as most of you have probably seen, deslily has a badass giveaway running on her blog and all one has to do to be eligable is to write a post about a character you liked a lot from a book you’ve read. well, heck! i do this all the time!
which to choose though…?!
well, before i discuss the one i chose, it’d be an injustice to not at least mention some of the other characters that have been memorable for me.
as carl, jeff and chris know, i absolutely love boromir from ”the lord of the rings”. boromir, to me, was the perfect warrior and i was so sad (and rather despondent) when he died. he’s a very human character and i loved the way that even when he makes a mistake he does all he can to rectify it.
i like lestat from anne rice’s vampire chronicles a lot. he’s such a good friend – really! as anyone who has read one of the lestat books will know, the books are narrated by him and end and begin with him addressing the reader. he is such a warm and gracious host and is very good to me. rice has crafted a truly complex, deep and interesting character with lestat.
recently i’ve found myself missing the characters from “kafka on the shore” a lot. murakami creates such warm and interesting characters in that book that they became friends and now find myself wondering where they’ve gone?!
my favourite character of all, though, is duke leto atreides from “dune”. even though paul is the main character and leto only features in about 1/4 of the book, it is leto that is the more memorable for me.
herbert employs the classic fictional technique of introducing an enigmatic father figure and then removing him so that he achieves symbolic significance and resonates through the rest of the novel. with leto, herbert applies this technique suberply well – so much so that i have never forgotten him.
the novel starts with the house atreides’ impending move from their native caladan to arrakis, commonly known as “dune”. we soon learn that it is a political trap and that the move to dune is frought with danger – and what’s more is that leto knows this. why, then, does he still decide to go?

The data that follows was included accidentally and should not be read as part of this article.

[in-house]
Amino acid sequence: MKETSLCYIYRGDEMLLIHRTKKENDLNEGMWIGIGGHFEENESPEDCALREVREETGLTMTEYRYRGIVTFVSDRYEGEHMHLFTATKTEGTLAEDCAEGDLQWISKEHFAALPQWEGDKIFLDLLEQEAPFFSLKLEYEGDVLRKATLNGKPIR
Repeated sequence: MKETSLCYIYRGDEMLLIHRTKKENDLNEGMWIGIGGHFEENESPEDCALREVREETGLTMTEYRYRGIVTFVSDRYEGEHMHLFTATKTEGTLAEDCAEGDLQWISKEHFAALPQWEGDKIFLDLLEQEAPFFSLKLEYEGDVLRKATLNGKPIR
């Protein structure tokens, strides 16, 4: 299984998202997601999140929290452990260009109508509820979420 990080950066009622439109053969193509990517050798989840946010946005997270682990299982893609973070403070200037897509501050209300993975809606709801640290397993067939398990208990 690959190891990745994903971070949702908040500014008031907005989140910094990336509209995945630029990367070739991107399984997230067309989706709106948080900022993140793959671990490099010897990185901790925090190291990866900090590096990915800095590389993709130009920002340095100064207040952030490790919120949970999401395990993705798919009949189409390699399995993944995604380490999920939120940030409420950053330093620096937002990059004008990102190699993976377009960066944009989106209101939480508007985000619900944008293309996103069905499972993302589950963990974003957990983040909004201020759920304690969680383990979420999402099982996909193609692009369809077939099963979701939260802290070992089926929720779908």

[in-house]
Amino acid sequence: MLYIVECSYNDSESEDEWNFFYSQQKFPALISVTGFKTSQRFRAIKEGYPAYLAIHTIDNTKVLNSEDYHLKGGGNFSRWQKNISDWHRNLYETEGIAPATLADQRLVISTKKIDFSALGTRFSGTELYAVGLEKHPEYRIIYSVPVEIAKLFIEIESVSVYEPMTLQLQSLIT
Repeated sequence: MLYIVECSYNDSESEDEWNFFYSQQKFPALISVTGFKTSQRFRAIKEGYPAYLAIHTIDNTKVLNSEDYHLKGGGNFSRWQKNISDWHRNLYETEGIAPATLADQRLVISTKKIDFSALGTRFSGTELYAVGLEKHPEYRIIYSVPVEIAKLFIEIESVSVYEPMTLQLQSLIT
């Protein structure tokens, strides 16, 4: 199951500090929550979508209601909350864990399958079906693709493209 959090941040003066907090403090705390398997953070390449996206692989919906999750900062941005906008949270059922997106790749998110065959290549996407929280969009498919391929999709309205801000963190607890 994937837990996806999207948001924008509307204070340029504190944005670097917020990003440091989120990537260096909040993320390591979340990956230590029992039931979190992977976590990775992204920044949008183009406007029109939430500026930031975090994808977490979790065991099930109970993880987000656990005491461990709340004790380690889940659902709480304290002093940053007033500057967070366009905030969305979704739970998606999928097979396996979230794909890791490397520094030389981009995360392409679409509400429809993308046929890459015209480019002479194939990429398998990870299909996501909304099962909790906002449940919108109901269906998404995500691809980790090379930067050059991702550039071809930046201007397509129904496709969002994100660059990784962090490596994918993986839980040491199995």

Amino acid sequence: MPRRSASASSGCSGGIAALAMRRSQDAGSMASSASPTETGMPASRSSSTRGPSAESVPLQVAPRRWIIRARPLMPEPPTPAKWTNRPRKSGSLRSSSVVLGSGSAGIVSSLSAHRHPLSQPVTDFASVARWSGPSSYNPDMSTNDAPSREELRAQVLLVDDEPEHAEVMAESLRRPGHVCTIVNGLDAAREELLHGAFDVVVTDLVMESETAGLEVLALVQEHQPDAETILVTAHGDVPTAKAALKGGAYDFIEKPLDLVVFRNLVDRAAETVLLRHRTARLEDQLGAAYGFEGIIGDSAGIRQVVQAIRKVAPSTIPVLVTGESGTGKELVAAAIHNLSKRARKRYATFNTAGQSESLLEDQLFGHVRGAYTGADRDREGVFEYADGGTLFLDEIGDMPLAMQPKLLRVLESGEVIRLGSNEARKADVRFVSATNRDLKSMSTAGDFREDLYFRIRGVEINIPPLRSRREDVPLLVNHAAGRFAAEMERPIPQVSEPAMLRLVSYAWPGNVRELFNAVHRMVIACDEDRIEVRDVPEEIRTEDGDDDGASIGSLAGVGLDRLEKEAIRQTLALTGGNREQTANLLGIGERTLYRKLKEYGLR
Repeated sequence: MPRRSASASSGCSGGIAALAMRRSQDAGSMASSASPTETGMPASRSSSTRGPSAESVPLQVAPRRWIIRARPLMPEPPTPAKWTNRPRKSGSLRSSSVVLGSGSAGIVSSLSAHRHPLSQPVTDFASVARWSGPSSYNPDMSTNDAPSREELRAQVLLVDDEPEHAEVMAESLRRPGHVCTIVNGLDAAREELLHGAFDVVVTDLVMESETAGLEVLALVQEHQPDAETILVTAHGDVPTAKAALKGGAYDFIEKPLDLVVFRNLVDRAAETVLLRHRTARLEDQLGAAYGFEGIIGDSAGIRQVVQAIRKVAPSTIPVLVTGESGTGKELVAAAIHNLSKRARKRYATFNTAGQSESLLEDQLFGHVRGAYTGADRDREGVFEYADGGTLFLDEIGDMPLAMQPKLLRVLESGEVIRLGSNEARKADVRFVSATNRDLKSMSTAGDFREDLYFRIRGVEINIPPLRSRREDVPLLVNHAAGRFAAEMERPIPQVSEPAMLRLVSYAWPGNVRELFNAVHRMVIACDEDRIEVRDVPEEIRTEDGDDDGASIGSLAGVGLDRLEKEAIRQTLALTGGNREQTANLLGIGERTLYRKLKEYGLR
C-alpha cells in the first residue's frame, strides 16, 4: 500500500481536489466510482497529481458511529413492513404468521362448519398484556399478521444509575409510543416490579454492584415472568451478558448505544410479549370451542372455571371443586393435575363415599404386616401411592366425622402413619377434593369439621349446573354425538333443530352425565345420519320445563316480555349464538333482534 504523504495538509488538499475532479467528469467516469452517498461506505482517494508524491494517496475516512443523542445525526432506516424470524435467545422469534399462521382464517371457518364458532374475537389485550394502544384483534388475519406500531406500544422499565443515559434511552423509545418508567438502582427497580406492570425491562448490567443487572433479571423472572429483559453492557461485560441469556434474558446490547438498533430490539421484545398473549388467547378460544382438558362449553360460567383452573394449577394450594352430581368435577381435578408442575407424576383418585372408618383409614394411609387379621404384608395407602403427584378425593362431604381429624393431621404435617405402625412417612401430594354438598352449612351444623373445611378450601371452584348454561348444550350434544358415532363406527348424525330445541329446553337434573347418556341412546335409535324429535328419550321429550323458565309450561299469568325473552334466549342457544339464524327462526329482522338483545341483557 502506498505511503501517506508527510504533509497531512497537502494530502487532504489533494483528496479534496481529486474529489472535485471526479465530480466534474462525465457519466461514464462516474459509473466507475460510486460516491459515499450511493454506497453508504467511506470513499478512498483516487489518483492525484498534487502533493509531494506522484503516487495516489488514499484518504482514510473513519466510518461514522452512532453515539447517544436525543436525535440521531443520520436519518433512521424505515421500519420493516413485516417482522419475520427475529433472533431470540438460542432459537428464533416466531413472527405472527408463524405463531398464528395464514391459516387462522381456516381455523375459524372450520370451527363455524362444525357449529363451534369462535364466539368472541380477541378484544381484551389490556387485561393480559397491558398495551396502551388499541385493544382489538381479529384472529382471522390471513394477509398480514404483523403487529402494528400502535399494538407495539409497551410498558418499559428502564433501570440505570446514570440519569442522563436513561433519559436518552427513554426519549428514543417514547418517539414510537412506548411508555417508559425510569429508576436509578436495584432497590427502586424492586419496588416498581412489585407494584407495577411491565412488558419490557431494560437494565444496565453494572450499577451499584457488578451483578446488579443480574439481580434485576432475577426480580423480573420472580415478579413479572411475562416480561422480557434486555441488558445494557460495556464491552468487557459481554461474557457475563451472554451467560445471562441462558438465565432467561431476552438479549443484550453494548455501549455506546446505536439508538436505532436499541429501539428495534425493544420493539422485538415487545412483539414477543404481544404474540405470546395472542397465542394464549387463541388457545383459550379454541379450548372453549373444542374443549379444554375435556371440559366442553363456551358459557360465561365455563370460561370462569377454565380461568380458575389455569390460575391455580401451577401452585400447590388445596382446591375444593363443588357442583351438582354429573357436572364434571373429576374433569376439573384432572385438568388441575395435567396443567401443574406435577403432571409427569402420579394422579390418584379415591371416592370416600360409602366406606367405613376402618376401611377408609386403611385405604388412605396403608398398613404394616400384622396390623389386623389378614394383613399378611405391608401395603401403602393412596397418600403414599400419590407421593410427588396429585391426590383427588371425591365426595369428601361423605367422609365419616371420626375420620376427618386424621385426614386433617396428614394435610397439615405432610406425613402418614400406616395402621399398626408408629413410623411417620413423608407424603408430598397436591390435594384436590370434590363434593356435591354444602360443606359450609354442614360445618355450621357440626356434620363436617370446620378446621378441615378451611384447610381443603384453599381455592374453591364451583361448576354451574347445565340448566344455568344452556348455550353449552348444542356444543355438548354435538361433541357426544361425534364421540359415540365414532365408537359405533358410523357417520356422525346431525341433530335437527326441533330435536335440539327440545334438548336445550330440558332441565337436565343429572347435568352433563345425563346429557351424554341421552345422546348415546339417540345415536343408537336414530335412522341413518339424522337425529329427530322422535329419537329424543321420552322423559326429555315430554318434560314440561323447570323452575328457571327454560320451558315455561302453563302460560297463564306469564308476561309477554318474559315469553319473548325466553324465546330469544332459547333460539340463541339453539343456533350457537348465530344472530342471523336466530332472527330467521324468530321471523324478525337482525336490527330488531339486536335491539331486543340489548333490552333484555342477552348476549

his reasons are complex and as the novel progresses we gain some insights into them, but not until the end of the novel do we fully comprehend just how well he understood the political and tactical potential of dune. until then, though, there are times when we, along with many of the characters, think him a right fool and yet he never tries to make us think otherwise. i guess that noble suffering really appeals to me ;), its part of why i also like boromir so much.
jurgen prochnow did a good job as leto in david lynch’s film version of “dune”. he is seen here, in costume, talking to a very young looking lynch.
the duke is stoic and incredibly proud; he firmly stands by his beliefs and is intensely loyal; and he is fair and a very intelligent politician. he is also a loving father and deeply in love with his concubine, jessica, whom he is utterly devoted to. all these are qualities that i greatly admire.
he is not without his faults, of course – his pride and loyalty are also his greatest weaknesses and he pays dearly for them. these are such human faults, though, that for me they make him even more endearing as a character.
his political acumen is incredible. he appears somewhat simplistic and even blinkered, but it is part of his strategy to appear this way, so that his opponents underestimate him. i haven’t before or since reading this novel encountered such intelligent political warfare. the levels upon which him and his prime opponent, the baron harkonnen, operate is amazing. they are like chess grandmasters in the way they are able to read the potential permutations of their actions and the minutiae of the advantages and disadvantages inherent in them. the attack and counter-attacks; the bluff, counter, and double bluffs that are employed; and the motives, within motives, within motives that exist behind their actions is incredible.
i greatly identify with leto and, though i’m no duke or political genius, i see a lot of myself in him. i find that at every stage in the novel i would’ve probably done exactly what he does and i can’t disagree with his reasoning. much of what he holds dear, i do too and many of his qualities are qualities that i have or try to develop in myself.
i also think he is a bit of a father figure for me, which is mainly because i only knew my own father for such a brief time. he is a role model and someone whom i aspire to be like.
he is one of those characters who i always wanted to learn more about, read more about and who i found myself wishing was in the next chapter. since the first moment i encountered him i have never been able to forget about him.
it is as if his portrait hangs in the dining hall of my mind.